by Mike Knaak
Seeking solutions to gun violence, about 300 people participated in Sartell’s March for Our Lives Saturday, March 24.
The demonstration, organized by Angie Trulson of Sartell, started with a rally at Sartell City Hall before marchers traveled more than a mile to First United Methodist Church where some marchers lit candles in memory of gun violence victims.
Before the march started, Trulson, who’s brother died in a shooting at his workplace, asked marchers to gather in a circle and hold hands for a moment of silence.
“We as a country are full of smart people who will come together with solutions and compassion,” Trulson said.
The Sartell march was one of more than 800 events organized around the world by students from Marjory Stoneman Douglas High School in Parkland, Fla., where 17 people died in a shooting Feb. 14. Organizers estimated that between 500,000 and 800,000 participated in the Washington, D.C., march while between 18,000 and 20,000 gathered for the march in St. Paul, the largest of 13 protests planned across Minnesota.
The Sartell march attracted people from around central Minnesota.
“Change needs to happen,” said Sarah Pasela, Big Lake, who attended the march with her son and husband. “We adults haven’t been able to do much. Now we’re taking the lead from students. We need to listen to their voices.”
Many marchers spoke of their frustration with what they see as a lack of action by government after mass shootings that began with Columbine more than 20 years ago.
“You see all this going on and you want to get something done,” said Hanna Haeg, St. Joseph.
“As a college student I think it’s ridiculous this keeps happening. It should have ended with Columbine,” said Katelyn Gill, a St. Cloud State University student from Sioux Falls, S.D.
“I work in a preschool and I want to support the kids. I want this to end,” said Sheri Olson, Zimmerman.
The recent federal budget approved by Congress and signed by President Trump includes some gun-safety measures including strengthening the background check database and allowing public health research on gun violence. The Department of Justice has proposed regulations to band “bump-stocks,” accessories that turn semi-automatics into fully automatic weapons. But expected legal challenges may find that proposed rule is outside the scope of current gun laws.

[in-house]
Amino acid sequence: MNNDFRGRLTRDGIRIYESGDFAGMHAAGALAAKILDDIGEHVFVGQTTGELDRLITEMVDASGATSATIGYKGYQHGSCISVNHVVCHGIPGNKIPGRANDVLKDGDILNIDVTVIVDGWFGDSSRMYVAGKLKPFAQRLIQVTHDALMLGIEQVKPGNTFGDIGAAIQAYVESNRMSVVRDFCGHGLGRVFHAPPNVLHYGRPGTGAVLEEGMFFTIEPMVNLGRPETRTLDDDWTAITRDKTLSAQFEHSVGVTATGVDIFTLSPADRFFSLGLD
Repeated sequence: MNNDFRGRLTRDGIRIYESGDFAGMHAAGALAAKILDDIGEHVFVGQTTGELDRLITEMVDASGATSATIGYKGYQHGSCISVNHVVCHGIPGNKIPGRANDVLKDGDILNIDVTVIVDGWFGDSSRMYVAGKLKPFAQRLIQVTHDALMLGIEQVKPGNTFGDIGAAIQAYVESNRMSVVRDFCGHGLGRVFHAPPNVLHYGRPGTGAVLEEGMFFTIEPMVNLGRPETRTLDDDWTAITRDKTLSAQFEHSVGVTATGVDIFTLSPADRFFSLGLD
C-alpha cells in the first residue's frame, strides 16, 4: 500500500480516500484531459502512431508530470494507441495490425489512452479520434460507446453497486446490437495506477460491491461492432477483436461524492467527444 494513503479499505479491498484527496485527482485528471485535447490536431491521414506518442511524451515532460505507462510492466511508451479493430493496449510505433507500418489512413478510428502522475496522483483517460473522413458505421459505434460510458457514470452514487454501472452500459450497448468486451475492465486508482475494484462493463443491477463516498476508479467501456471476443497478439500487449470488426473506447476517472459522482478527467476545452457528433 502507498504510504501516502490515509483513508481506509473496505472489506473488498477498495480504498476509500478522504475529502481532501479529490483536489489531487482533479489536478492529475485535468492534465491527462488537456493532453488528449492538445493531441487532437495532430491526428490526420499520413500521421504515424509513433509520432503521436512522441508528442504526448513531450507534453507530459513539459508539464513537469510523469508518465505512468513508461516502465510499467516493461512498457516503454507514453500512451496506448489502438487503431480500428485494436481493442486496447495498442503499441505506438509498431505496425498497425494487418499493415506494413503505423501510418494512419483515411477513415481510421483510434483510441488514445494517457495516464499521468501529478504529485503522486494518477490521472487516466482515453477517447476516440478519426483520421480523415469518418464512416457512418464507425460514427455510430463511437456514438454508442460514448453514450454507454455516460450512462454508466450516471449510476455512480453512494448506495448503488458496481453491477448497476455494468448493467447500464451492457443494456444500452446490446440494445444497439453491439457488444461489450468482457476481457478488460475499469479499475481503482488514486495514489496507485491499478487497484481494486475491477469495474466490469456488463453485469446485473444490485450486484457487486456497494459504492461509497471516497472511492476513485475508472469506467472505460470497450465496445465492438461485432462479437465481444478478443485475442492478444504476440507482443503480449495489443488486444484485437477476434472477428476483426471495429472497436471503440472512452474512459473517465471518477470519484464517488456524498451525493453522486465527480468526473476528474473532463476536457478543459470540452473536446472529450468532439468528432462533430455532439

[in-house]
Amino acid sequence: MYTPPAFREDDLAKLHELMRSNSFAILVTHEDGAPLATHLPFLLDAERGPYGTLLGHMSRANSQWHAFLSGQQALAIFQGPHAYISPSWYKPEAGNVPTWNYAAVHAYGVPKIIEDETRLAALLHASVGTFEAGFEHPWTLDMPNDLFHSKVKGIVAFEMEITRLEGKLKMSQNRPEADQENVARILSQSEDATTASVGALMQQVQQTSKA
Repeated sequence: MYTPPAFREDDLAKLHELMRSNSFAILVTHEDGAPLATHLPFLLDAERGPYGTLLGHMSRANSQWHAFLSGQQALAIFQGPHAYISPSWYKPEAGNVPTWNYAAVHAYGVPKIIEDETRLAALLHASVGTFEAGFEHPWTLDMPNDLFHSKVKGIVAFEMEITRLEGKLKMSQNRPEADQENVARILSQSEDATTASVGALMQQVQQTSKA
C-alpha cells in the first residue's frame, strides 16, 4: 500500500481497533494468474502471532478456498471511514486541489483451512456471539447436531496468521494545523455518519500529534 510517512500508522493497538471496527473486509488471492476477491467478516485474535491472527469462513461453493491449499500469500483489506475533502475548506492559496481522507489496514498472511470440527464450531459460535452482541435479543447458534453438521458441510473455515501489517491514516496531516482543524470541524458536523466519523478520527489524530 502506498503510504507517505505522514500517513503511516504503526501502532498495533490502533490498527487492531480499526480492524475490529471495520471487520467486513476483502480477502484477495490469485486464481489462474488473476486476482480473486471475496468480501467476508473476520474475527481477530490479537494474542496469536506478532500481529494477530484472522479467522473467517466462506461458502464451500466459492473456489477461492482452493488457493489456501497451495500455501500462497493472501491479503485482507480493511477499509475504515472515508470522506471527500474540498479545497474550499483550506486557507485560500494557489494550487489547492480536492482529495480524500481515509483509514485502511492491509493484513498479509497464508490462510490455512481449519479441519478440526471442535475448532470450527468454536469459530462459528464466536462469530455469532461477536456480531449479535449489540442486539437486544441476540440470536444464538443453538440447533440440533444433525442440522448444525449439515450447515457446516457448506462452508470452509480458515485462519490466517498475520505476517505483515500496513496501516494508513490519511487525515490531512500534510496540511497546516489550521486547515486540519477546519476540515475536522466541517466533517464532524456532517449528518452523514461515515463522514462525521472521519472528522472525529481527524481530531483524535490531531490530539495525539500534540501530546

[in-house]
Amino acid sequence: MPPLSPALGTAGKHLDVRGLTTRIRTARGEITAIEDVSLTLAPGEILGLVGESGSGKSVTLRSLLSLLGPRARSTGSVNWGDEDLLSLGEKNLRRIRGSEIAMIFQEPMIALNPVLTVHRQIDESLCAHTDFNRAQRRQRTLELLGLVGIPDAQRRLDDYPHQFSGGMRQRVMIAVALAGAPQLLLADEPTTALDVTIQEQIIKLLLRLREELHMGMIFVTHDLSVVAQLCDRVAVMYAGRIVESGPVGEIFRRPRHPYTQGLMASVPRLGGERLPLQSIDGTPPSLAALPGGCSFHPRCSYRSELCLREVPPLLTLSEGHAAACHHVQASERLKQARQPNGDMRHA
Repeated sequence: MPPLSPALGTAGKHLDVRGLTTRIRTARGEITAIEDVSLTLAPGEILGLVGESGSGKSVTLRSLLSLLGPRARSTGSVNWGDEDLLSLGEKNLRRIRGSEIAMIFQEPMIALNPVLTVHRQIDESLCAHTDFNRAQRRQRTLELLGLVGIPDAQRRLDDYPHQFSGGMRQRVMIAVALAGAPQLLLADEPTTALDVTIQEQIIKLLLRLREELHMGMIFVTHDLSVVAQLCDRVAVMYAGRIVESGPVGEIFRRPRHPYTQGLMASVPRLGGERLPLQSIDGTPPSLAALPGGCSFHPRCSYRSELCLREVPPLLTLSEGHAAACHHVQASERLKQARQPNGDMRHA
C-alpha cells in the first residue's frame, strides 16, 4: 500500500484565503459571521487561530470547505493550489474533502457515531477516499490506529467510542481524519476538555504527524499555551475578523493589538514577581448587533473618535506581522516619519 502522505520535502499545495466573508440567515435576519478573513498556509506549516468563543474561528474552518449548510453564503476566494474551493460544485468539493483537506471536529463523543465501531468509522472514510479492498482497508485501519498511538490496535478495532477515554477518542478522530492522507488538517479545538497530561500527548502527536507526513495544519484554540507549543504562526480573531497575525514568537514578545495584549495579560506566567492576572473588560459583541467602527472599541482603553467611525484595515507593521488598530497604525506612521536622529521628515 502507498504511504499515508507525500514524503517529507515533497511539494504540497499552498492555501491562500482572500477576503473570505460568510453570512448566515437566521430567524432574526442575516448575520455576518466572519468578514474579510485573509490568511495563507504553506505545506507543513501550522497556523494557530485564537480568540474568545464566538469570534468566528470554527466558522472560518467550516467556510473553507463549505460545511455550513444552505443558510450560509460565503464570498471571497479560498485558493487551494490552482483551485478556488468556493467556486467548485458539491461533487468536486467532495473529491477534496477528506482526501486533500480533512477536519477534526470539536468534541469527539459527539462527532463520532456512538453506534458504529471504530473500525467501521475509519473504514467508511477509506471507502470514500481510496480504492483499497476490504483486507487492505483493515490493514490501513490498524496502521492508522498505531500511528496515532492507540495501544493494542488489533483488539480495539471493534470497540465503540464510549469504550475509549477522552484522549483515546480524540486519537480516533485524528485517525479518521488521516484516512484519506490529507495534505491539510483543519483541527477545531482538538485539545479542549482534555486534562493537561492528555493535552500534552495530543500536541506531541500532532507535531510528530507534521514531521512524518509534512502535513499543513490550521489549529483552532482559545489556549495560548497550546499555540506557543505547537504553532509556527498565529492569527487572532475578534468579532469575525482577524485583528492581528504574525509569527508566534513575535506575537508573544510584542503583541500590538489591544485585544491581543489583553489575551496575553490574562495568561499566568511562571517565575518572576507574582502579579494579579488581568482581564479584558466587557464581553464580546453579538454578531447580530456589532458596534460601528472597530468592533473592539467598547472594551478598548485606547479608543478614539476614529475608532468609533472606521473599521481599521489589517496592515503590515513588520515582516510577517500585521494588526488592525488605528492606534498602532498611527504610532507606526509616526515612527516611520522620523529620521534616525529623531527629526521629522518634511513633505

Gun-safety advocates say those measures don’t go far enough and they want tougher laws to ban assault-style weapons, high-capacity magazines and mandate universal background checks.
At the Minnesota Legislature, Republicans have backed improved school safety but have blocked proposals to restrict gun access.
Gov. Mark Dayton wants expanded background checks, the age to buy assault weapons raised to 21 and police to have power to take guns away from people who may harm themselves or others. A Republican-controlled house has turned down bills backed by Democrats.
As the last marchers left city hall, Trulson looked ahead.
“Now it’s time for others to take the reins, get involved and make a difference,” she said.
Each marcher received a handout that listed next steps for additional action. The handout listed the contact information for state and federal lawmakers and details on how to get involved with advocacy groups.
“This is not an anti-gun protest,” Trulson said before the event. “It’s an end-gun-violence peace rally. We can collectively begin to heal the wounds we’ve experienced individually and as a culture by standing with others to say ‘This is not OK with us, we demand change.’”
Reacting to Saturday’s turnout, Trulson said, “This is just the beginning and we have the chance to keep the momentum going. The positive response from passersby with thumbs up, smiles and waves, and even someone who pulled over to spontaneously join the march speaks volumes in fulfilling the intent of the movement.”